• DSI sentiment has plateaued or bottomed at an extreme (<20% or >80% for at least 5 weeks, the longer the better – this can go on for 6 months at the outside, more commonly 4-12 weeks if we are talking <20% or >80% readings).
  • A major move comensurate with that sentiment has occurred (the market is trading at highs or lows), which to the mass of traders seems totatally justified by fundamentals.
  • Price action shows weakening momentum. This is indicated by a diverging trend in oomph indicators MACD and RSI. This usually means that the rate of change is slowing and that each new little push is slower and on lower volume, even as new extremes in price are reached.
  • A loose stop-loss level can be identified (a level that should it be broken decisively, would indicate that the prevailing trend still has legs). This is a mult-week strategy, so stops should use daily or even weekly levels — no use for 5 minute charts here.
  • Markets are highly coordinated in recent years. E.g., if the dollar is looking like it is going to rally, don’t be long stocks or commodities or short bonds.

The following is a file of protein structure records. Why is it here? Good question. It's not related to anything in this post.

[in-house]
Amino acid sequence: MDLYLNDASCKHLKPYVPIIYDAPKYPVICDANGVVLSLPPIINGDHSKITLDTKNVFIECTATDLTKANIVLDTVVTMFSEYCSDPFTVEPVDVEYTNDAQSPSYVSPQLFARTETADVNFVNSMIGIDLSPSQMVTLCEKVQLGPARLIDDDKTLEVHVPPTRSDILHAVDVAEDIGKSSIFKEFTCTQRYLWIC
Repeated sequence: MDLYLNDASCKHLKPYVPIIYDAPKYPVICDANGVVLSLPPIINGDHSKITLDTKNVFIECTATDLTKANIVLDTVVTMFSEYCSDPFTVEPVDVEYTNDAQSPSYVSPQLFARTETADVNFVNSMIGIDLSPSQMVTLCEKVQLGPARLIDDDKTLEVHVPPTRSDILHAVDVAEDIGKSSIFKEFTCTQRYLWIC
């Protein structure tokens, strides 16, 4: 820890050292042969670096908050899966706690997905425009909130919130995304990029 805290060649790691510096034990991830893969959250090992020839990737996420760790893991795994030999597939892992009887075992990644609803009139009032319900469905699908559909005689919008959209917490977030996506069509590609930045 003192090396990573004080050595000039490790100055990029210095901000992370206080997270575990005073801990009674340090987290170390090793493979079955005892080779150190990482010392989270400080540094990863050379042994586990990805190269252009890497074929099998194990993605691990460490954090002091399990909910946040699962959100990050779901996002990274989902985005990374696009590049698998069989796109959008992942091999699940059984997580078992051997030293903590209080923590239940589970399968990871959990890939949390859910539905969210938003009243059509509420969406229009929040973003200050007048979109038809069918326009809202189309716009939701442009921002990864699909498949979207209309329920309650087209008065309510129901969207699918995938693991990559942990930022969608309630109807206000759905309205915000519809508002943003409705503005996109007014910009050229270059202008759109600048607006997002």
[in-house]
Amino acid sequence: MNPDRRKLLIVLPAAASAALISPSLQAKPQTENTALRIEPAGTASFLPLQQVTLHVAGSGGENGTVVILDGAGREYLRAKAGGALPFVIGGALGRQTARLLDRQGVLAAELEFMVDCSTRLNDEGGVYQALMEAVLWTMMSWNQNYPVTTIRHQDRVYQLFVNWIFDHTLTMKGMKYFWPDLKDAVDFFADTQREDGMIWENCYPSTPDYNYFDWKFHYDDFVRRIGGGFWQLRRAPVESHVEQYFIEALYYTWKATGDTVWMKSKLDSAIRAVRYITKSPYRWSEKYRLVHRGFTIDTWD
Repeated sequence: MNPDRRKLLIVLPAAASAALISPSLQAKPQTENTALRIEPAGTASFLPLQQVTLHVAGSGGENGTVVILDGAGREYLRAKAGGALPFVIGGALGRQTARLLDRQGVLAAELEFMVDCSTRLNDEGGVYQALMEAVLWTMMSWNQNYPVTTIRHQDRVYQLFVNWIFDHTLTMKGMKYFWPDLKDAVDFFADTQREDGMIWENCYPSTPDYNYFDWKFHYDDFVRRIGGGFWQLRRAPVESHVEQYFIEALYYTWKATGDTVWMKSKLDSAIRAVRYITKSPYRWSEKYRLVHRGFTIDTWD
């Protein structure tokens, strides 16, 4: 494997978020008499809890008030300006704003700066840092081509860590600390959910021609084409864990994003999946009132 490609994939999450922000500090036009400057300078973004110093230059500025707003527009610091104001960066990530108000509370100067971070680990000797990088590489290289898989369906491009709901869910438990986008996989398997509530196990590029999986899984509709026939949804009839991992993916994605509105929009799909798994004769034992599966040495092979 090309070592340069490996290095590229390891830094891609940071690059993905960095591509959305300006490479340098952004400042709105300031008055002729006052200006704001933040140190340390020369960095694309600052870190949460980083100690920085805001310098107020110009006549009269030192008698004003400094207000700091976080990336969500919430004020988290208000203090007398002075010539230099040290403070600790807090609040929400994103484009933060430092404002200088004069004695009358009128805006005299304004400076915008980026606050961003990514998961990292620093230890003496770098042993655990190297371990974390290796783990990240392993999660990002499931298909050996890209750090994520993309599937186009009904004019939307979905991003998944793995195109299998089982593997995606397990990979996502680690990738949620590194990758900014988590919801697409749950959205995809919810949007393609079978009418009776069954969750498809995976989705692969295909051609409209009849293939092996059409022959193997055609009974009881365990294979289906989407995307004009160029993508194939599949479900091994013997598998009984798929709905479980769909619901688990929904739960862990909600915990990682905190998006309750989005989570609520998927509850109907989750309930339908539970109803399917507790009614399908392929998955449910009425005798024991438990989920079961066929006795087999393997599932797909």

• Adjust stops downward to breakeven after the reversal, and tighten stops to a gain as DSI data reaches 40-60% middle ground.
  • Tighten stops much more or close positions after DSI data approaches the opposite extreme (e.g., if you shorted SPX when DSI bulls were 90%, prepare to close and consider the trade finished once DSI reaches 25%).
  • This is not a trend system! Repeat, this is not a trend system! Trade reversals only, as those have the highest probability. Once the oversold/overbought condition is cleared, the probability of the market continuing in your direction is vastly lower, and does not justify the risk (no matter your opinion of the longer-term situation or fundamentals). This last point was my fatal flaw.